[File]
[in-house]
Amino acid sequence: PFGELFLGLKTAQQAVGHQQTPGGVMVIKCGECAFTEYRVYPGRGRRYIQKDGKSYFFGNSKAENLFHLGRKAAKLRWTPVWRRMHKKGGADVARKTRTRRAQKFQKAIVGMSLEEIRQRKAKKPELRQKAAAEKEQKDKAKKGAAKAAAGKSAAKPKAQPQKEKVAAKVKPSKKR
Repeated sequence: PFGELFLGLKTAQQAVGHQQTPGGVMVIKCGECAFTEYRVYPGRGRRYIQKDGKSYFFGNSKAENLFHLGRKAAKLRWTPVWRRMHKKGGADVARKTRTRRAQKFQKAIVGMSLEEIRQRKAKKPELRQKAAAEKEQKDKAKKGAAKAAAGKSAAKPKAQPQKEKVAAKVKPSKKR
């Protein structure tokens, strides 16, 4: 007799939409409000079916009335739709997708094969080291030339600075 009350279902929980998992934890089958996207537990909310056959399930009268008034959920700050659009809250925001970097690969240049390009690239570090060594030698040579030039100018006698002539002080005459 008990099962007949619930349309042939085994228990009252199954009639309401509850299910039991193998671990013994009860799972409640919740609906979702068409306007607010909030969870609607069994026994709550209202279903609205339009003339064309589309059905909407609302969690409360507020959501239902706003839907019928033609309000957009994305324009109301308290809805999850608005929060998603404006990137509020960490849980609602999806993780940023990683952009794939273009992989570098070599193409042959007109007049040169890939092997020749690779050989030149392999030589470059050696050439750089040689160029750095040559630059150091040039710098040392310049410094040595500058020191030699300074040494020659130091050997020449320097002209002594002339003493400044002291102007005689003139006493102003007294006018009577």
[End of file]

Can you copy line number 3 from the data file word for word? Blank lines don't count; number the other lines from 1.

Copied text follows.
Repeated sequence: PFGELFLGLKTAQQAVGHQQTPGGVMVIKCGECAFTEYRVYPGRGRRYIQKDGKSYFFGNSKAENLFHLGRKAAKLRWTPVWRRMHKKGGADVARKTRTRRAQKFQKAIVGMSLEEIRQRKAKKPELRQKAAAEKEQKDKAKKGAAKAAAGKSAAKPKAQPQKEKVAAKVKPSKKR